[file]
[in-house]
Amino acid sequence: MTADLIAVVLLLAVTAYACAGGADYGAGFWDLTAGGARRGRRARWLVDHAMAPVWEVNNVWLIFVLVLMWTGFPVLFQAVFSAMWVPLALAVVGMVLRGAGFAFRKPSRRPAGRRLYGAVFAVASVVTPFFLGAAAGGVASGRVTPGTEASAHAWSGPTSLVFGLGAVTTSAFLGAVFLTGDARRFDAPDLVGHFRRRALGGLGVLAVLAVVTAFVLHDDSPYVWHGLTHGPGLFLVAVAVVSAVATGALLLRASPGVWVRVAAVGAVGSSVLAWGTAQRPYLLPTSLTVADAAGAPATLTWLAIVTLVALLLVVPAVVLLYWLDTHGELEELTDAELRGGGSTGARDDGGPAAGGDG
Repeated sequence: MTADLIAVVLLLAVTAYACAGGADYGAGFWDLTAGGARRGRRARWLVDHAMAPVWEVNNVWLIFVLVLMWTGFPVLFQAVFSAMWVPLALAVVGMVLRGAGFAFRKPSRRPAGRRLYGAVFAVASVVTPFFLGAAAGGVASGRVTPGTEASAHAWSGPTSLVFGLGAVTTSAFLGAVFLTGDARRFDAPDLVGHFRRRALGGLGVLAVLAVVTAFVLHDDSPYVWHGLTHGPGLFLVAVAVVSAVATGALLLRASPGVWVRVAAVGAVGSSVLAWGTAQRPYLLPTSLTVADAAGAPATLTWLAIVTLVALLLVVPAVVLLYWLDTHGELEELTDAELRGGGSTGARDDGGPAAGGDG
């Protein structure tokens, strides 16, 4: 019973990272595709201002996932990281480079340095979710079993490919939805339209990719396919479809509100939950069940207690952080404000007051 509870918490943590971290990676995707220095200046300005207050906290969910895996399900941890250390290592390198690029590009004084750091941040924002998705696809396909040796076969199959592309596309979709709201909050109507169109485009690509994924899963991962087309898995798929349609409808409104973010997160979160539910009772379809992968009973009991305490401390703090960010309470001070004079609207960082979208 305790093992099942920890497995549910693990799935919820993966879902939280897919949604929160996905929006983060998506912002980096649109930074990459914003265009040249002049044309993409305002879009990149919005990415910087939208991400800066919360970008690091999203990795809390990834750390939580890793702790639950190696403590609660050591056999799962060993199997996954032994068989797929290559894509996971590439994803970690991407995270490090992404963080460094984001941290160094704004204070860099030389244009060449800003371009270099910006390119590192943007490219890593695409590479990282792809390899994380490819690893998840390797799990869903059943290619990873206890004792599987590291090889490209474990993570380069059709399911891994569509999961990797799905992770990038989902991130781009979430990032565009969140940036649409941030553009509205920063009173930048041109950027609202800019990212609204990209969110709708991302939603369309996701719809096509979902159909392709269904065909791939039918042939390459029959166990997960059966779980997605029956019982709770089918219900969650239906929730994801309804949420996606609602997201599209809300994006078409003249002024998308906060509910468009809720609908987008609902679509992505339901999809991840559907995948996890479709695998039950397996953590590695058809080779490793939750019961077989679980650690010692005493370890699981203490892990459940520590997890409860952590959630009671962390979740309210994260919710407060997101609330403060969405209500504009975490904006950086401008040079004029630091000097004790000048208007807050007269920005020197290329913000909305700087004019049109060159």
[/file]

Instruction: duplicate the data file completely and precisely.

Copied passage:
[in-house]
Amino acid sequence: MTADLIAVVLLLAVTAYACAGGADYGAGFWDLTAGGARRGRRARWLVDHAMAPVWEVNNVWLIFVLVLMWTGFPVLFQAVFSAMWVPLALAVVGMVLRGAGFAFRKPSRRPAGRRLYGAVFAVASVVTPFFLGAAAGGVASGRVTPGTEASAHAWSGPTSLVFGLGAVTTSAFLGAVFLTGDARRFDAPDLVGHFRRRALGGLGVLAVLAVVTAFVLHDDSPYVWHGLTHGPGLFLVAVAVVSAVATGALLLRASPGVWVRVAAVGAVGSSVLAWGTAQRPYLLPTSLTVADAAGAPATLTWLAIVTLVALLLVVPAVVLLYWLDTHGELEELTDAELRGGGSTGARDDGGPAAGGDG
Repeated sequence: MTADLIAVVLLLAVTAYACAGGADYGAGFWDLTAGGARRGRRARWLVDHAMAPVWEVNNVWLIFVLVLMWTGFPVLFQAVFSAMWVPLALAVVGMVLRGAGFAFRKPSRRPAGRRLYGAVFAVASVVTPFFLGAAAGGVASGRVTPGTEASAHAWSGPTSLVFGLGAVTTSAFLGAVFLTGDARRFDAPDLVGHFRRRALGGLGVLAVLAVVTAFVLHDDSPYVWHGLTHGPGLFLVAVAVVSAVATGALLLRASPGVWVRVAAVGAVGSSVLAWGTAQRPYLLPTSLTVADAAGAPATLTWLAIVTLVALLLVVPAVVLLYWLDTHGELEELTDAELRGGGSTGARDDGGPAAGGDG
């Protein structure tokens, strides 16, 4: 019973990272595709201002996932990281480079340095979710079993490919939805339209990719396919479809509100939950069940207690952080404000007051 509870918490943590971290990676995707220095200046300005207050906290969910895996399900941890250390290592390198690029590009004084750091941040924002998705696809396909040796076969199959592309596309979709709201909050109507169109485009690509994924899963991962087309898995798929349609409808409104973010997160979160539910009772379809992968009973009991305490401390703090960010309470001070004079609207960082979208 305790093992099942920890497995549910693990799935919820993966879902939280897919949604929160996905929006983060998506912002980096649109930074990459914003265009040249002049044309993409305002879009990149919005990415910087939208991400800066919360970008690091999203990795809390990834750390939580890793702790639950190696403590609660050591056999799962060993199997996954032994068989797929290559894509996971590439994803970690991407995270490090992404963080460094984001941290160094704004204070860099030389244009060449800003371009270099910006390119590192943007490219890593695409590479990282792809390899994380490819690893998840390797799990869903059943290619990873206890004792599987590291090889490209474990993570380069059709399911891994569509999961990797799905992770990038989902991130781009979430990032565009969140940036649409941030553009509205920063009173930048041109950027609202800019990212609204990209969110709708991302939603369309996701719809096509979902159909392709269904065909791939039918042939390459029959166990997960059966779980997605029956019982709770089918219900969650239906929730994801309804949420996606609602997201599209809300994006078409003249002024998308906060509910468009809720609908987008609902679509992505339901999809991840559907995948996890479709695998039950397996953590590695058809080779490793939750019961077989679980650690010692005493370890699981203490892990459940520590997890409860952590959630009671962390979740309210994260919710407060997101609330403060969405209500504009975490904006950086401008040079004029630091000097004790000048208007807050007269920005020197290329913000909305700087004019049109060159």